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How do you spell 'obnoxious'?

Director/star Jason Bateman puts the bee in bad behaviour

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Bad Words is bad in a good way, movie critic Randall King writes.

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Bad Words is bad in a good way, movie critic Randall King writes.

Jason Bateman is taking a calculated risk with the comedy Bad Words when you consider it shares a certain quality with his last screen comedy, the consistently unpleasant Identity Thief.

Both movies feature an obnoxious protagonist.

In Identity Thief, it was Melissa McCarthy in the role of a credit-card fraudster whose sheer awfulness unbalanced the movie's comic intent.

In his self-directed Bad Words, it is Bateman himself who takes up the challenge of getting us onside with a jerk. He is Guy Trilby, a 40-year-old professional proofreader who exploits a loophole in a national children's spelling bee to compete against children. The rules only stipulate that contestants must never have completed the eighth grade. As it happens, Guy didn't.

Vying against the kids, Guy ruthlessly goes for the trophy, even if that means sabotaging the competition by playing disgraceful tricks.

Bateman proves himself worthy of the story's challenge by staying in his sardonic wheelhouse, but also presenting his character as a mystery to be solved. What is driving Guy to such unprecedented levels of deliberate animosity?

That enigma lands in the lap of Jenny Widgeon (Kathryn Hahn), a reporter whose dubious online news organization is sponsoring Guy's competition with the agreement that he'll give Jenny the exclusive story behind his mission to subvert the bee.

As it happens, that's not all he's giving Jenny. Their infrequent sexual assignations show that journalistic integrity is no more sacrosanct than preserving the innocence of children.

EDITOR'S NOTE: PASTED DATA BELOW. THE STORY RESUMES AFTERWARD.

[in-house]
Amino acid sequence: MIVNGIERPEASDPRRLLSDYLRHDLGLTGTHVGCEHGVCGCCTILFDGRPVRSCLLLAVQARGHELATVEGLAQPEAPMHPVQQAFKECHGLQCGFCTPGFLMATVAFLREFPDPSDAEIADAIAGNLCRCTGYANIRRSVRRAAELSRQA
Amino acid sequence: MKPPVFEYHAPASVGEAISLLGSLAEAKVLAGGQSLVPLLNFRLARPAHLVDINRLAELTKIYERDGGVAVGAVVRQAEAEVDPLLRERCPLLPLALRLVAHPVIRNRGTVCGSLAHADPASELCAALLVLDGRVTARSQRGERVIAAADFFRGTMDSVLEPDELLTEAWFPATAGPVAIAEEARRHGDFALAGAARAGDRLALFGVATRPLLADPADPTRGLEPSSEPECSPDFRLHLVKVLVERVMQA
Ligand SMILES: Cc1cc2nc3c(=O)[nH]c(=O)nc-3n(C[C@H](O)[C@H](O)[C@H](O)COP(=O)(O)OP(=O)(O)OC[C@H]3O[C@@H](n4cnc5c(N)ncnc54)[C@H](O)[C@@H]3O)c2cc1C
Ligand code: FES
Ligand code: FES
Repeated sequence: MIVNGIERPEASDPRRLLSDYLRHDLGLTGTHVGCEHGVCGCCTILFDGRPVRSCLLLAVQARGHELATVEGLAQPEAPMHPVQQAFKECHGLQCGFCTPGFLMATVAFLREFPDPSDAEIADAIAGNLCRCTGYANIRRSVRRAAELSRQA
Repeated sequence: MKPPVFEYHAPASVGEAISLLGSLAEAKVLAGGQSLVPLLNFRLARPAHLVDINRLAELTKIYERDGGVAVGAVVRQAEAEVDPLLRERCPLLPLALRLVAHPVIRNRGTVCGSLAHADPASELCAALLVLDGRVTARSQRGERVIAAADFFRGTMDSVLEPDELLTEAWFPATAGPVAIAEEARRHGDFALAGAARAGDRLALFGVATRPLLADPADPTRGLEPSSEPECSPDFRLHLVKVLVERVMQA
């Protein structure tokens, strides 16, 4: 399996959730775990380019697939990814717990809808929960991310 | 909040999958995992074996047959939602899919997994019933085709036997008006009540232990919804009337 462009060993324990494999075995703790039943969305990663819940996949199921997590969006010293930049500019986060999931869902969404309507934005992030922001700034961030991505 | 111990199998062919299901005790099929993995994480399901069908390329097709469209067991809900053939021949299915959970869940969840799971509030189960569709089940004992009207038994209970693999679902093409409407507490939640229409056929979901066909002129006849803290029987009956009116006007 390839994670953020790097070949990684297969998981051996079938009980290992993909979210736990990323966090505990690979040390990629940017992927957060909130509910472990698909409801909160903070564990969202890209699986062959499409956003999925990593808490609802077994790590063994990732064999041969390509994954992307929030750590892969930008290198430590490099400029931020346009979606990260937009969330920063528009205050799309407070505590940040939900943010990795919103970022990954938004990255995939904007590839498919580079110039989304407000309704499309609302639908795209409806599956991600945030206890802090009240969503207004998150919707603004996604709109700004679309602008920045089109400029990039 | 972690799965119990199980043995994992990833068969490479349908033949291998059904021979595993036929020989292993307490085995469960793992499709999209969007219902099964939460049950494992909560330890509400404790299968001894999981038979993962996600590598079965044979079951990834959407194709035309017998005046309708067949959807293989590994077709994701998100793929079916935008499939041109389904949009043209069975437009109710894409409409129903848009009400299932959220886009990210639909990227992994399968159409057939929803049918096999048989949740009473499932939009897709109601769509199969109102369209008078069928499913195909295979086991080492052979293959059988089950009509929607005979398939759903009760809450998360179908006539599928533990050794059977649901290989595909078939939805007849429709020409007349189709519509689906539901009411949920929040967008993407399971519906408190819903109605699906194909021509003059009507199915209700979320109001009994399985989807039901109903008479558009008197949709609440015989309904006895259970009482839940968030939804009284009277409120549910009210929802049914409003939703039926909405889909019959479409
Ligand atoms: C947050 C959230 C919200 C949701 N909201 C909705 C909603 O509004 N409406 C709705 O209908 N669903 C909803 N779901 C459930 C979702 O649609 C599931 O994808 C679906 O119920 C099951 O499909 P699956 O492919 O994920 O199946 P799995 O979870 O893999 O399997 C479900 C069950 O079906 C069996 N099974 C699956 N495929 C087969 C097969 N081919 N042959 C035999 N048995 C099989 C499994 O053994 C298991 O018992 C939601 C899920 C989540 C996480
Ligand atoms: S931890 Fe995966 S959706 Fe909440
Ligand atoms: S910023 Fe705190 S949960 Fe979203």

On that score, Guy proves himself glibly indifferent when a lonely fellow competitor named Chaitanya (Rohan Chand) makes poignant overtures of friendship to the friendless Guy.

While Guy is not exactly culturally sensitive -- he refers to the Indian kid as "Slumdog" -- he does take the child under his wing for some completely inappropriate adventures, which include employing a prostitute to prove that, yes, all women do have nipples, not just some.

Their relationship would seem to indicate that Guy is not a child-hater. His animosity is more focused on the respectable educators behind the bee itself, whose ranks include a frosty administrator (Allison Janney) and the crusty spelling bee director, Dr. Bowman (Philip Baker Hall).

If the comedy is decidedly tasteless -- and it is -- Bateman does at least deliver the laughs, as star and director, although a somewhat twisted sense of humour should be considered an asset going in.

Offsetting the distress heaped on the children in the movie, Chand redeems things with a consistently sunny presence. His appeal is never mawkish. Presumably Bateman, a former child actor himself, took care to present the juvenile character as something more than just a cute kid.

If Bateman's character runs roughshod over his juvenile competitors, Bateman as director takes care of them, which is what counts.

randall.king@freepress.mb.ca

Republished from the Winnipeg Free Press print edition March 28, 2014 D1

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About Randall King

In a way, Randall King was born into the entertainment beat.

His dad was Winnipeg musician Jimmy King, a one-time columnist for the Winnipeg Free Press. One of his brothers is a playwright. Another is a singer-songwriter.

Randall has been content to cover the entertainment beat in one capacity or another since 1990.

His beat is film, and the job has placed him in the same room as diverse talents, from Martin Scorsese to Martin Short, from Julie Christie to Julia Styles. He has met three James Bonds (four if you count Woody Allen), and director Russ Meyer once told him: "I like your style."

He really likes his job.

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